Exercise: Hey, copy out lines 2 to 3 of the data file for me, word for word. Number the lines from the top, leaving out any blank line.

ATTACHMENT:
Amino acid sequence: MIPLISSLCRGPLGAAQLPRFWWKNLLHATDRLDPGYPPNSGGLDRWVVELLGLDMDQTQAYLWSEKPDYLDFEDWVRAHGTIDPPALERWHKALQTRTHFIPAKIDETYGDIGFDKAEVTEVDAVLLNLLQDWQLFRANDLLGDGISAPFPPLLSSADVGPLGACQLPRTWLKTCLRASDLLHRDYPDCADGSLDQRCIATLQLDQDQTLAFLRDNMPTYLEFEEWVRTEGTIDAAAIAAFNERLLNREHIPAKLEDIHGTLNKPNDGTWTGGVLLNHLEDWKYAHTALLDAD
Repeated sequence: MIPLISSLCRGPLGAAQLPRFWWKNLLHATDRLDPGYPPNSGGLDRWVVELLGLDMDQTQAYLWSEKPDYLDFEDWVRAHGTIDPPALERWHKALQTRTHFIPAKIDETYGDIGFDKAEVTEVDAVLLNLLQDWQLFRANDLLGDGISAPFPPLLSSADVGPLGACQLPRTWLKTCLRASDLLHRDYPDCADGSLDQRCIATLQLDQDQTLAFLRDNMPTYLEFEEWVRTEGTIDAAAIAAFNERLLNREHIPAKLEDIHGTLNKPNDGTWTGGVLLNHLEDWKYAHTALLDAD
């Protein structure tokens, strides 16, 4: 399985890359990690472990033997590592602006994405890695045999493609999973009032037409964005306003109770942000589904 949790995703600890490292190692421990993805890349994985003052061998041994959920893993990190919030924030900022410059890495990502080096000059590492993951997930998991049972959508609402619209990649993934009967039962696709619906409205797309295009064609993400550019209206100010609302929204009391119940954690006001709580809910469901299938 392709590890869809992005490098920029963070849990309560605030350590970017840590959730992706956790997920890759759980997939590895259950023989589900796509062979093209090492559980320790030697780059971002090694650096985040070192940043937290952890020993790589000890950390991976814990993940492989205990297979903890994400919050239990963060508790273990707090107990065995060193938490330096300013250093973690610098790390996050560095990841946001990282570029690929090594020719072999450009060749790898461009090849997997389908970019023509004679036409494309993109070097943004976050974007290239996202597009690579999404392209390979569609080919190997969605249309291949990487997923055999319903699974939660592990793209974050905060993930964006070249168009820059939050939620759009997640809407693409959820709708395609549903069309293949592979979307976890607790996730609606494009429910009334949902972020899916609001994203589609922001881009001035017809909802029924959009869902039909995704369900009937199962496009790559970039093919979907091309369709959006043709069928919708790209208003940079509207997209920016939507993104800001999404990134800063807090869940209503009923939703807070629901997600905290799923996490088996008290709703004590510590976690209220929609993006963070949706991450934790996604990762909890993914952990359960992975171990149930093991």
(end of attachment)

Repeated sequence: MIPLISSLCRGPLGAAQLPRFWWKNLLHATDRLDPGYPPNSGGLDRWVVELLGLDMDQTQAYLWSEKPDYLDFEDWVRAHGTIDPPALERWHKALQTRTHFIPAKIDETYGDIGFDKAEVTEVDAVLLNLLQDWQLFRANDLLGDGISAPFPPLLSSADVGPLGACQLPRTWLKTCLRASDLLHRDYPDCADGSLDQRCIATLQLDQDQTLAFLRDNMPTYLEFEEWVRTEGTIDAAAIAAFNERLLNREHIPAKLEDIHGTLNKPNDGTWTGGVLLNHLEDWKYAHTALLDAD
């Protein structure tokens, strides 16, 4: 399985890359990690472990033997590592602006994405890695045999493609999973009032037409964005306003109770942000589904 949790995703600890490292190692421990993805890349994985003052061998041994959920893993990190919030924030900022410059890495990502080096000059590492993951997930998991049972959508609402619209990649993934009967039962696709619906409205797309295009064609993400550019209206100010609302929204009391119940954690006001709580809910469901299938 392709590890869809992005490098920029963070849990309560605030350590970017840590959730992706956790997920890759759980997939590895259950023989589900796509062979093209090492559980320790030697780059971002090694650096985040070192940043937290952890020993790589000890950390991976814990993940492989205990297979903890994400919050239990963060508790273990707090107990065995060193938490330096300013250093973690610098790390996050560095990841946001990282570029690929090594020719072999450009060749790898461009090849997997389908970019023509004679036409494309993109070097943004976050974007290239996202597009690579999404392209390979569609080919190997969605249309291949990487997923055999319903699974939660592990793209974050905060993930964006070249168009820059939050939620759009997640809407693409959820709708395609549903069309293949592979979307976890607790996730609606494009429910009334949902972020899916609001994203589609922001881009001035017809909802029924959009869902039909995704369900009937199962496009790559970039093919979907091309369709959006043709069928919708790209208003940079509207997209920016939507993104800001999404990134800063807090869940209503009923939703807070629901997600905290799923996490088996008290709703004590510590976690209220929609993006963070949706991450934790996604990762909890993914952990359960992975171990149930093991």